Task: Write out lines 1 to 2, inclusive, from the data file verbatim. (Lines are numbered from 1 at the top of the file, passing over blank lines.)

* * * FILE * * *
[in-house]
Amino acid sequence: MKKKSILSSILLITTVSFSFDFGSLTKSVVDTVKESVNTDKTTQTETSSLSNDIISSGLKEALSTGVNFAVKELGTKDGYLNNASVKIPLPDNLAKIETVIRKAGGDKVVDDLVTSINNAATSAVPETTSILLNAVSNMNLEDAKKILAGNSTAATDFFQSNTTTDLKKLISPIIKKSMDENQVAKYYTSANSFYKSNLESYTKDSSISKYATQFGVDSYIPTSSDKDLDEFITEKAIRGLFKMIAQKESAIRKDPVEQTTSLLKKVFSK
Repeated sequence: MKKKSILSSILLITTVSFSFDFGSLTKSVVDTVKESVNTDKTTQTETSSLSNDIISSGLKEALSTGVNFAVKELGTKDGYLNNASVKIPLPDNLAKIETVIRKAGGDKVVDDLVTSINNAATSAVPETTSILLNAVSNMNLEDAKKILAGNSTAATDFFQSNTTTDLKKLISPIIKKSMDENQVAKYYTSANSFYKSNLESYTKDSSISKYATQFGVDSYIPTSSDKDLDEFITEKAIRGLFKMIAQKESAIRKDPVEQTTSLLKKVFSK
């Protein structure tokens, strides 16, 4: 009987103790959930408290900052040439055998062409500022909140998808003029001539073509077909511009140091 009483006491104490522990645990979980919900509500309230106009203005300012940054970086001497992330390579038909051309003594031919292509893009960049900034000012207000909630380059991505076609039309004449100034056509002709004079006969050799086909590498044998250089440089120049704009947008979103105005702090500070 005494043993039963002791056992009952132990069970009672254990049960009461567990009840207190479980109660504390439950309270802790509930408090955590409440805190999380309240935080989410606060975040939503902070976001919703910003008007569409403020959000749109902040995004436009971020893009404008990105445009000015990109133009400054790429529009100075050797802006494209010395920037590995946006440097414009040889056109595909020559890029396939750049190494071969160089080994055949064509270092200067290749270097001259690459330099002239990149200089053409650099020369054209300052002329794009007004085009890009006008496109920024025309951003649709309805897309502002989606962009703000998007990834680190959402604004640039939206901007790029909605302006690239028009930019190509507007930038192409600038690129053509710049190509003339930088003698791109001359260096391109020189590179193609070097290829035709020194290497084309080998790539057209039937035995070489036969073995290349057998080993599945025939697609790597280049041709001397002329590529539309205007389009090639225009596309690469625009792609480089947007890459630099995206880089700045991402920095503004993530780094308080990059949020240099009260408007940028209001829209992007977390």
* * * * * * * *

[in-house]
Amino acid sequence: MKKKSILSSILLITTVSFSFDFGSLTKSVVDTVKESVNTDKTTQTETSSLSNDIISSGLKEALSTGVNFAVKELGTKDGYLNNASVKIPLPDNLAKIETVIRKAGGDKVVDDLVTSINNAATSAVPETTSILLNAVSNMNLEDAKKILAGNSTAATDFFQSNTTTDLKKLISPIIKKSMDENQVAKYYTSANSFYKSNLESYTKDSSISKYATQFGVDSYIPTSSDKDLDEFITEKAIRGLFKMIAQKESAIRKDPVEQTTSLLKKVFSK